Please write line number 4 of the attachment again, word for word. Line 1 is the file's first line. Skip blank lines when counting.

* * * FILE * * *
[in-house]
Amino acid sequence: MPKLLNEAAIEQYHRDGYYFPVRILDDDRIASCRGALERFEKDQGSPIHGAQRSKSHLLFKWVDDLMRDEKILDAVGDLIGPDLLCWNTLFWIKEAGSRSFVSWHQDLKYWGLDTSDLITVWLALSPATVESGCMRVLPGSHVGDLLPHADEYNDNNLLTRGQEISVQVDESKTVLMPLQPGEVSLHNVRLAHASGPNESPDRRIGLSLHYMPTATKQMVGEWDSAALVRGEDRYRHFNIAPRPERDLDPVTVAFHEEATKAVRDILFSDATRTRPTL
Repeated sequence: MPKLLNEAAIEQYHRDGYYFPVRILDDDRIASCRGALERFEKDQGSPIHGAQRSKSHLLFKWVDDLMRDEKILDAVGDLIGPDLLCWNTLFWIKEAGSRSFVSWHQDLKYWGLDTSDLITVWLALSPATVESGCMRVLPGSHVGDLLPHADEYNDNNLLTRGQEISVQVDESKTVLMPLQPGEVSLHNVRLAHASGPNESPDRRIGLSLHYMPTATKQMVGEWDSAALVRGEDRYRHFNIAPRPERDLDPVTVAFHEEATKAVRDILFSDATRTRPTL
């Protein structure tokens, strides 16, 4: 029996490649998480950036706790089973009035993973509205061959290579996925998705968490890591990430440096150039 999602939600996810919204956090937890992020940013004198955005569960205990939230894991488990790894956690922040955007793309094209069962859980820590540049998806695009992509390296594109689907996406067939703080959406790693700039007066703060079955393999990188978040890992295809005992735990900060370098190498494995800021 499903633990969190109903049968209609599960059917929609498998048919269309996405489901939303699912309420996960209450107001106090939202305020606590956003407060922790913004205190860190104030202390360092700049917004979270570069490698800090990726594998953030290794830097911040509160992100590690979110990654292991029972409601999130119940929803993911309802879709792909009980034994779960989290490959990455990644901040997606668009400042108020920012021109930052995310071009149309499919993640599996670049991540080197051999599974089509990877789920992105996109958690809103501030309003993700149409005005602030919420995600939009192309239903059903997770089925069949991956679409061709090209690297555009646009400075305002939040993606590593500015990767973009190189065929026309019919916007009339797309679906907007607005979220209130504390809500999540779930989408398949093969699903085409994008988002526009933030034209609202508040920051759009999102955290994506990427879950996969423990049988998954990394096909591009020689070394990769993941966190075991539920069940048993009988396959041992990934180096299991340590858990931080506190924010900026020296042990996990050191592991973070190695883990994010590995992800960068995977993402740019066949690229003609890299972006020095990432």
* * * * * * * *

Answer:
């Protein structure tokens, strides 16, 4: 029996490649998480950036706790089973009035993973509205061959290579996925998705968490890591990430440096150039 999602939600996810919204956090937890992020940013004198955005569960205990939230894991488990790894956690922040955007793309094209069962859980820590540049998806695009992509390296594109689907996406067939703080959406790693700039007066703060079955393999990188978040890992295809005992735990900060370098190498494995800021 499903633990969190109903049968209609599960059917929609498998048919269309996405489901939303699912309420996960209450107001106090939202305020606590956003407060922790913004205190860190104030202390360092700049917004979270570069490698800090990726594998953030290794830097911040509160992100590690979110990654292991029972409601999130119940929803993911309802879709792909009980034994779960989290490959990455990644901040997606668009400042108020920012021109930052995310071009149309499919993640599996670049991540080197051999599974089509990877789920992105996109958690809103501030309003993700149409005005602030919420995600939009192309239903059903997770089925069949991956679409061709090209690297555009646009400075305002939040993606590593500015990767973009190189065929026309019919916007009339797309679906907007607005979220209130504390809500999540779930989408398949093969699903085409994008988002526009933030034209609202508040920051759009999102955290994506990427879950996969423990049988998954990394096909591009020689070394990769993941966190075991539920069940048993009988396959041992990934180096299991340590858990931080506190924010900026020296042990996990050191592991973070190695883990994010590995992800960068995977993402740019066949690229003609890299972006020095990432």